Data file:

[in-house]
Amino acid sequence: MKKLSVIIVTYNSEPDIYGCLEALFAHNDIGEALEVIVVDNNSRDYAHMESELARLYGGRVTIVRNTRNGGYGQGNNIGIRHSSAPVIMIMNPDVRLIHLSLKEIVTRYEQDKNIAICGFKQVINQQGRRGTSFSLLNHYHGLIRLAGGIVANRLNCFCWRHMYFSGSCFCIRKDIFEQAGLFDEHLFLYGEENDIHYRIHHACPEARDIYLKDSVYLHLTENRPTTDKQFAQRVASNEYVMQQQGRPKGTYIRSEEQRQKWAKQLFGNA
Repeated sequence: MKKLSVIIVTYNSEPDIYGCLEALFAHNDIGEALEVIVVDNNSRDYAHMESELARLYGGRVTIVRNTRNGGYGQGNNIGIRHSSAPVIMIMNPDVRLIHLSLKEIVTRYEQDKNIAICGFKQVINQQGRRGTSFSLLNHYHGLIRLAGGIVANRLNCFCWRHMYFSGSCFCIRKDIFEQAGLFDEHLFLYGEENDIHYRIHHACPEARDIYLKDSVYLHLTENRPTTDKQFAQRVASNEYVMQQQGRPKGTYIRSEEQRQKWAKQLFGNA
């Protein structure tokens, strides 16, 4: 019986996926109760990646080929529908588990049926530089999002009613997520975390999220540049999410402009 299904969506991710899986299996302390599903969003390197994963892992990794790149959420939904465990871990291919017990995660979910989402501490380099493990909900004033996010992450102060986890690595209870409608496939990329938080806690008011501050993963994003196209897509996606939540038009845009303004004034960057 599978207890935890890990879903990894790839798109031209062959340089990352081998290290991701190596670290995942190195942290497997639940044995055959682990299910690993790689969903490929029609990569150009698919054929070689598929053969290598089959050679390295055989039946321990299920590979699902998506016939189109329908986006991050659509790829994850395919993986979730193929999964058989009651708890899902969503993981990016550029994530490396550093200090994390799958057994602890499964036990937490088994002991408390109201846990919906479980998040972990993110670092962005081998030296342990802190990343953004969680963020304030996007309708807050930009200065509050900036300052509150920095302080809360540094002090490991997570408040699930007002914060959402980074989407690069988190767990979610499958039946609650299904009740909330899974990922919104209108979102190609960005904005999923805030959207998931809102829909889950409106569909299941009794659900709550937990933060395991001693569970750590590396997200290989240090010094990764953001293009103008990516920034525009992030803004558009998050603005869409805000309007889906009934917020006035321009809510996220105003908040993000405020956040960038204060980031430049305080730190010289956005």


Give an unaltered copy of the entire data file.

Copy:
[in-house]
Amino acid sequence: MKKLSVIIVTYNSEPDIYGCLEALFAHNDIGEALEVIVVDNNSRDYAHMESELARLYGGRVTIVRNTRNGGYGQGNNIGIRHSSAPVIMIMNPDVRLIHLSLKEIVTRYEQDKNIAICGFKQVINQQGRRGTSFSLLNHYHGLIRLAGGIVANRLNCFCWRHMYFSGSCFCIRKDIFEQAGLFDEHLFLYGEENDIHYRIHHACPEARDIYLKDSVYLHLTENRPTTDKQFAQRVASNEYVMQQQGRPKGTYIRSEEQRQKWAKQLFGNA
Repeated sequence: MKKLSVIIVTYNSEPDIYGCLEALFAHNDIGEALEVIVVDNNSRDYAHMESELARLYGGRVTIVRNTRNGGYGQGNNIGIRHSSAPVIMIMNPDVRLIHLSLKEIVTRYEQDKNIAICGFKQVINQQGRRGTSFSLLNHYHGLIRLAGGIVANRLNCFCWRHMYFSGSCFCIRKDIFEQAGLFDEHLFLYGEENDIHYRIHHACPEARDIYLKDSVYLHLTENRPTTDKQFAQRVASNEYVMQQQGRPKGTYIRSEEQRQKWAKQLFGNA
């Protein structure tokens, strides 16, 4: 019986996926109760990646080929529908588990049926530089999002009613997520975390999220540049999410402009 299904969506991710899986299996302390599903969003390197994963892992990794790149959420939904465990871990291919017990995660979910989402501490380099493990909900004033996010992450102060986890690595209870409608496939990329938080806690008011501050993963994003196209897509996606939540038009845009303004004034960057 599978207890935890890990879903990894790839798109031209062959340089990352081998290290991701190596670290995942190195942290497997639940044995055959682990299910690993790689969903490929029609990569150009698919054929070689598929053969290598089959050679390295055989039946321990299920590979699902998506016939189109329908986006991050659509790829994850395919993986979730193929999964058989009651708890899902969503993981990016550029994530490396550093200090994390799958057994602890499964036990937490088994002991408390109201846990919906479980998040972990993110670092962005081998030296342990802190990343953004969680963020304030996007309708807050930009200065509050900036300052509150920095302080809360540094002090490991997570408040699930007002914060959402980074989407690069988190767990979610499958039946609650299904009740909330899974990922919104209108979102190609960005904005999923805030959207998931809102829909889950409106569909299941009794659900709550937990933060395991001693569970750590590396997200290989240090010094990764953001293009103008990516920034525009992030803004558009998050603005869409805000309007889906009934917020006035321009809510996220105003908040993000405020956040960038204060980031430049305080730190010289956005």